This constant “whining” that Israeli (Jews) have many different views is amusing. Of course they have. So did Germans in the 30’s and 40’s. The hardcore Nazis represented only a permille of German population. That has not hindered people even today speaking of Nazi Germany (and what happened then) as a “entity”. Same with Communist Soviet Union. When Americans and others criticized the country/system, the did not speak of those millions of different Soviet views. Israel acts as a country so all Israeli Jews have to bear the responsibility of the events/crimes. So does your side also treat Palestinians / Hamas / Arabs / Iranians as a entity in most cases.

  • Omar October 15, 2011, 7:29 AM

    It might also be worth considering, Richard, the effect of the current regional climate on Israeli calculations.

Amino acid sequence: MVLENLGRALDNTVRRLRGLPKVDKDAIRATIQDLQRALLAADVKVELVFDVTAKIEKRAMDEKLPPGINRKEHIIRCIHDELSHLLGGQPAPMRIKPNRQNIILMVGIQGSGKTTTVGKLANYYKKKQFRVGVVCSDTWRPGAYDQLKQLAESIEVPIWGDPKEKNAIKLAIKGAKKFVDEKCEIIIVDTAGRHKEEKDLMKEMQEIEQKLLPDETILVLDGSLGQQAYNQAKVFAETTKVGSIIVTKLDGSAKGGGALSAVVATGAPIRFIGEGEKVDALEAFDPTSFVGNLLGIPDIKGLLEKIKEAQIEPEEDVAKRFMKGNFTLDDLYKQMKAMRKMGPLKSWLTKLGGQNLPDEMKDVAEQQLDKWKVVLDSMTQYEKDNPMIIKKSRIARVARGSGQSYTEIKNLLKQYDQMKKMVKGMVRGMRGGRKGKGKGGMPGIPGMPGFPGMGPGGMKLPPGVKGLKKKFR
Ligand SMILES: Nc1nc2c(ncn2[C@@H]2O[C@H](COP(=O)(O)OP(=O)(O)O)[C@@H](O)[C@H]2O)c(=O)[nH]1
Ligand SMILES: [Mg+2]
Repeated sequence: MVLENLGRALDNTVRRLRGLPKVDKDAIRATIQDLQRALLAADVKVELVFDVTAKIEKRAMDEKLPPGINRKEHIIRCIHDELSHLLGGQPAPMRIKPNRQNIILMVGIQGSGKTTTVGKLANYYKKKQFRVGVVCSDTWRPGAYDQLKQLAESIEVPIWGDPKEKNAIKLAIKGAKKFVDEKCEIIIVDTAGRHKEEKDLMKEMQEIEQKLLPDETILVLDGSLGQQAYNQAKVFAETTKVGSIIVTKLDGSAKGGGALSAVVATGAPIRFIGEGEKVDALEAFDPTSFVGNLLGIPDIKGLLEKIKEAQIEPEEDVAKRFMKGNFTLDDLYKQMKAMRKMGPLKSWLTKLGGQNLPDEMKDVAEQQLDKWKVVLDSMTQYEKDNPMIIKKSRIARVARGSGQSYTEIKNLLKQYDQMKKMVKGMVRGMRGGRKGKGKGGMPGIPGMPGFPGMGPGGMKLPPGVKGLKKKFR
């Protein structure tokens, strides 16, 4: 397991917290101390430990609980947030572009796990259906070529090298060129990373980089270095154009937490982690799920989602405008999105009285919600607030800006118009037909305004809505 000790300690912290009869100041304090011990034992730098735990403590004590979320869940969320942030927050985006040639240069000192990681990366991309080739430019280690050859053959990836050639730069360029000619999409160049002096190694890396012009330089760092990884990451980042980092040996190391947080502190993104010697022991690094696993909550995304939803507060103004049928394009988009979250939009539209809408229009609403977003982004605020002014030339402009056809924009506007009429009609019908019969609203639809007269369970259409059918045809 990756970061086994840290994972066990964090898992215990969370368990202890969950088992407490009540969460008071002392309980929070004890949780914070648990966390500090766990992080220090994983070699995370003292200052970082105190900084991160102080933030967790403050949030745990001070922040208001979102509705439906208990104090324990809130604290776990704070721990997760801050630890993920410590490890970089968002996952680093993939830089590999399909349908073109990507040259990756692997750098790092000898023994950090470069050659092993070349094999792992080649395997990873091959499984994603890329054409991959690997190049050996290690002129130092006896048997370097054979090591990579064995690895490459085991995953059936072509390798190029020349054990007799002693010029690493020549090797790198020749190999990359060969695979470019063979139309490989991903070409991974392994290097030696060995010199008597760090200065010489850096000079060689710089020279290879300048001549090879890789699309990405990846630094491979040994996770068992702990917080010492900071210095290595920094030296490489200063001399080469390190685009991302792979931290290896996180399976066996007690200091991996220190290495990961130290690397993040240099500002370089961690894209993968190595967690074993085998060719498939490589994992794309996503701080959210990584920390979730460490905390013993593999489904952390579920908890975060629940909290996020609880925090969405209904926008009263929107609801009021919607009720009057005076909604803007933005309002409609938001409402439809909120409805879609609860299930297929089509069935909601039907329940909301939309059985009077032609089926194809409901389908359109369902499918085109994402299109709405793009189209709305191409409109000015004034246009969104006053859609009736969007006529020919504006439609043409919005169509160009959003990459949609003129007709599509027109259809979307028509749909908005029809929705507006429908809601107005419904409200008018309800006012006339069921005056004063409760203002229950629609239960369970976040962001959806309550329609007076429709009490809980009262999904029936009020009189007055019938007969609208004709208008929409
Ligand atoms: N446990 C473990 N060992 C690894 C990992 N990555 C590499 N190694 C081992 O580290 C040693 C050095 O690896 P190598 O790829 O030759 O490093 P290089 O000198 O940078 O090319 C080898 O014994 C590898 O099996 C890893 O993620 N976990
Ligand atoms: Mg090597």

The Arab Spring has made Israel rethink its alliances. Egypt can no longer be counted to do as it’s told. The Boy King of Jordan will have to tone down his servitude if he wants his blood-soaked absolute monarchy to survive.

    There are forces in the Middle East though, who will do anything to maintain their power and one of those forces is Saudi Arabia.

    Might the current ‘turmoil’ and ‘instability’ drive the Saudi royal family into the arms of Israel? Surely the Saudis have no qualms about walking all over their people’s sensibilities. Perhaps recent events have given Saudi Arabia the final push they need to allow Israel to use Saudi airspace for an attack.

    Al Jazeera recently reported on Saudi-Pakistani joint military exercises. Saudi Arabia has never been interested in war, because its army exists not for national honour, but to protect the pimps running the country. Perhaps the region’s reactionary forces are preparing for climbing into bed with eachother the set region alight to secure their thrones?

    What can we do? Pray? Demand that our governments stop this from happening? Prayer is probably the only way.

  • Muhammad October 15, 2011, 9:06 AM

    Let us hope that my good friend Richard is wrong, and knowing him to the extent that I do, tells me that he wants to be in this particular case.